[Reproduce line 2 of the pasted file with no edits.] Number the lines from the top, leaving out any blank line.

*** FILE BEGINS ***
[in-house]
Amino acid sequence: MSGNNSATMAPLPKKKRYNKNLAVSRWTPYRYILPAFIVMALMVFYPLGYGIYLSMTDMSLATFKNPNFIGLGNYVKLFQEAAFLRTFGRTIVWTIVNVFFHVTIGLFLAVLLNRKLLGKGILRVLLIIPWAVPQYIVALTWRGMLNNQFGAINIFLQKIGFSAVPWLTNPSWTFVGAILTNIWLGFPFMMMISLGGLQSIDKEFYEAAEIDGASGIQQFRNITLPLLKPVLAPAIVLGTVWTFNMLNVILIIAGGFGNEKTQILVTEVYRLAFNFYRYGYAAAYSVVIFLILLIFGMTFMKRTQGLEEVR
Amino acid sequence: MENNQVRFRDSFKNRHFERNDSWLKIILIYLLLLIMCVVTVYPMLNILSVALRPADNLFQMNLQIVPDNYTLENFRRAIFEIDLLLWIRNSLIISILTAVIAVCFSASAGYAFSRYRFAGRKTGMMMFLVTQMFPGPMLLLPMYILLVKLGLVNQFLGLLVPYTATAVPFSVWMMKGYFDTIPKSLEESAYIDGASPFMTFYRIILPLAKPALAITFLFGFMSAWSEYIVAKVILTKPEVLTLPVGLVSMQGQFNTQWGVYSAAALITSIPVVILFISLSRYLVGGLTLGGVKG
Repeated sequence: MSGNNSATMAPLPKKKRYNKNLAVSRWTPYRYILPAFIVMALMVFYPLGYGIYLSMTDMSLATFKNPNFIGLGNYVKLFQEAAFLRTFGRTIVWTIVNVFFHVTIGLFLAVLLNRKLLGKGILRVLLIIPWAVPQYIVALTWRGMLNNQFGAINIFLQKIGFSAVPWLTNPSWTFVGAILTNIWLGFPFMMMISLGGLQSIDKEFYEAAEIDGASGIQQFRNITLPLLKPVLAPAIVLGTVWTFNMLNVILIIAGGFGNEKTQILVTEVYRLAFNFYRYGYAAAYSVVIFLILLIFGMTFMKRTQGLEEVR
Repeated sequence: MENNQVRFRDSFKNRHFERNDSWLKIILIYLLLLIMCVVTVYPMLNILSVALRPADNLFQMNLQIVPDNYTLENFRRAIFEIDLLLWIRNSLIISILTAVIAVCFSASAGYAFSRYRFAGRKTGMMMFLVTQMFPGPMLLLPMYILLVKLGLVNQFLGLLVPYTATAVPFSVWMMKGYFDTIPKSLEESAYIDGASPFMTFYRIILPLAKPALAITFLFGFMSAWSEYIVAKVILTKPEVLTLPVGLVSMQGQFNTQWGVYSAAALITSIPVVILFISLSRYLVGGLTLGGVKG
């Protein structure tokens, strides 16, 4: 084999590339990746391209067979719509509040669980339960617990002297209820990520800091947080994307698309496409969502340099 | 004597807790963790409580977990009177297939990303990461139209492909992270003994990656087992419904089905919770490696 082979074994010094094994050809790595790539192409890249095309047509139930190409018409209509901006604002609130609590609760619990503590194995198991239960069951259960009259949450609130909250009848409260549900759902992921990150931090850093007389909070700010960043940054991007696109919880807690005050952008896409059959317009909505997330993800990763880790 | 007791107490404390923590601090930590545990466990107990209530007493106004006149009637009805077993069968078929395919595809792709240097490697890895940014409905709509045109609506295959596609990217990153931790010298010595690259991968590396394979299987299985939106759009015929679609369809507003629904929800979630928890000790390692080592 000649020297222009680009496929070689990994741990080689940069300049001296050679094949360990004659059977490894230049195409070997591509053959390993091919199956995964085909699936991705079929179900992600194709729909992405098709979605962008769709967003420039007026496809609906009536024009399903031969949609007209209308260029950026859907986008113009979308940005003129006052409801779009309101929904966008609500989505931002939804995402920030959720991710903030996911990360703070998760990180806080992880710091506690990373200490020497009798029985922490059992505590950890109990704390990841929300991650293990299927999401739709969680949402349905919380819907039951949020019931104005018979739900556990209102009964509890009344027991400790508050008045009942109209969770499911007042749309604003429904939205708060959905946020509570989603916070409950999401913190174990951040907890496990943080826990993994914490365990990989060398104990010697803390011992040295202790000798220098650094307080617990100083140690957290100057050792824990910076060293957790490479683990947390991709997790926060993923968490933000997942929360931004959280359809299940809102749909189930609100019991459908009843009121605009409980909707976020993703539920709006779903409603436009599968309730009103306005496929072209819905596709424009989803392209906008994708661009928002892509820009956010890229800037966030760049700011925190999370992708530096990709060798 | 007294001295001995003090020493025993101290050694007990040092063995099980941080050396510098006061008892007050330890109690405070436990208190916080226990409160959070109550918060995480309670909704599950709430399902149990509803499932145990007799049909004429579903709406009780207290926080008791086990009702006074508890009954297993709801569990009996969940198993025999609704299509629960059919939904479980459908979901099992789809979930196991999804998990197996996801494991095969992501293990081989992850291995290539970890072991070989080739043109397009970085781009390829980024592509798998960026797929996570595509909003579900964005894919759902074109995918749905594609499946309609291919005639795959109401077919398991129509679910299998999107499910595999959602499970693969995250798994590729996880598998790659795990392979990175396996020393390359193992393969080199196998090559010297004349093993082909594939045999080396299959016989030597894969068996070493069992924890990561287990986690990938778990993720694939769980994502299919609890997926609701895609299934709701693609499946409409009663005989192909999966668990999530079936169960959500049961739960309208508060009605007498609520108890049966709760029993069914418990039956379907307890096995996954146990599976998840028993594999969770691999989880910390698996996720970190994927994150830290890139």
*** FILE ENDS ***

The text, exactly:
Amino acid sequence: MSGNNSATMAPLPKKKRYNKNLAVSRWTPYRYILPAFIVMALMVFYPLGYGIYLSMTDMSLATFKNPNFIGLGNYVKLFQEAAFLRTFGRTIVWTIVNVFFHVTIGLFLAVLLNRKLLGKGILRVLLIIPWAVPQYIVALTWRGMLNNQFGAINIFLQKIGFSAVPWLTNPSWTFVGAILTNIWLGFPFMMMISLGGLQSIDKEFYEAAEIDGASGIQQFRNITLPLLKPVLAPAIVLGTVWTFNMLNVILIIAGGFGNEKTQILVTEVYRLAFNFYRYGYAAAYSVVIFLILLIFGMTFMKRTQGLEEVR